In addition to the glyphosate tolerance, C.  benghalensis has high spreading efficiency, both through seeds produced by alogamic (aerial seeds) and cleistogamic flowers (underground seeds), and through vegetative parts of the stems. These characteristics make the control difficult and allow the species to survive in different environments (Walker & Evenson, 1985; Gonzalez & Haddad, 1995; Santos et al., 2001). The competitive ability of C.  benghalensis was similar to that of the soybean plants for the variable dry mass, since both lines are almost coincident with the equivalence line (dashed lines) in the Figure 2A. For the variable leaf area, an advantage for weed species was observed, when it is part of the proportion in the mixture (Figure 2B). Therefore it can be inferred for the competitive interaction between C.  benghalensis and soybean that intraspecific competition was more important than interespecific competition, and the species competitive ability are similar (Figure 2).

High competitive ability of the crops was found, indicating that the density of weed infestation has a bigger importance than their intrinsic competitiveness. For example, Rizzardi et al. (2004) analyzed isolated interference of E.  heterophylla and I.  ramosissima on soybean crop. Both weed species and soybean produced shoot dry mass amounts over than expected. The soybean mass reduction was more intense in the presence of I.  ramosissima, and in situations in which the weed was established before the crops in the pots. López-Ovejero et al. (2007) comparing competitive ability of crabgrass biotypes (Digitaria ciliaris) with the soybean crop through the replacement series method also reported better competitiveness of the crop. The delay of seven days in soybean sowing increased the competitiveness of crabgrass plants, although it was not enough to invert the competitive response. In addition, another research found that dry bean was better competitor than each one of five pigweed species (Amaranthus  spp.), using a  replacement series design with the total density of 80 plants m-2 (Carvalho & Christoffoleti, 2008).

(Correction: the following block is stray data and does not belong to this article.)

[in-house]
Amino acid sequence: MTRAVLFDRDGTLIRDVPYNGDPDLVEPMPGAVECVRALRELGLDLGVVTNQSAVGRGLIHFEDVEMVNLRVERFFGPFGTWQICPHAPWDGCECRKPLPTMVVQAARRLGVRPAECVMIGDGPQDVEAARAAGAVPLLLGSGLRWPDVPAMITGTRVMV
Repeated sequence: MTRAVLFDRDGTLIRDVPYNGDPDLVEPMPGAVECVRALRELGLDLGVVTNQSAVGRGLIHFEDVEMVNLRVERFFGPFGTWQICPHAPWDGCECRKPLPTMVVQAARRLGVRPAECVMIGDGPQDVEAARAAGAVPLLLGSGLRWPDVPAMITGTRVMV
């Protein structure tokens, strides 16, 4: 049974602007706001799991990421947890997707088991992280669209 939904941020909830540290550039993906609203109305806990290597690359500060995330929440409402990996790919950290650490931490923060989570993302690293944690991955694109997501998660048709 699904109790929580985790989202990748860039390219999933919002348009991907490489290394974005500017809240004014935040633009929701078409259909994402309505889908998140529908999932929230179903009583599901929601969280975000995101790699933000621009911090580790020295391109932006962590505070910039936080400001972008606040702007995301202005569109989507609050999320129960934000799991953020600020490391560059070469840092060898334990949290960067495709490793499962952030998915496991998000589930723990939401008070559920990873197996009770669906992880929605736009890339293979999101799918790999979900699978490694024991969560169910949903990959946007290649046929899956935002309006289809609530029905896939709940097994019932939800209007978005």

These results of the present study are in agreement with Christoffoleti & Victoria Filho (1996) who used the replacement series method to evaluate interespecific competition of the corn crop (Zea mays) with A.  retroflexus, in density equivalent to 400 plants m-2. Maize was a much more efficient competitor than pigweed; for the crop, the intraspecific competition was more important than the interspecific competition. The opposite was also true for pigweed, i.e., interspecific competition was more important for the species.

The soybean ability to compete with weeds might be attributed to cultivar growth characteristics, like speed of emergence, plant height, mass accumulation, and canopy architecture (Shaw et al., 1997). In addition, the crop spatial distribution is also important, once light is one of the resources that weeds most compete for with the crops. Critical characteristics of light competition include the fast speed of growth and plant height (Lindquist et al., 1998).

In conclusion, B.  plantaginea was a better competitor than soybean plants, however for C.  benghalensis the competitive ability proved similar to that of the soybean plants. In both cases, the intraspecific competition was more important than interspecific competition.

 

ACKNOWLEDGEMENTS

To CAPES - Brazil for the financial support to this research.

 

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Recebido para publicação em 25.6.2009 e na forma revisada em 3.9.2010.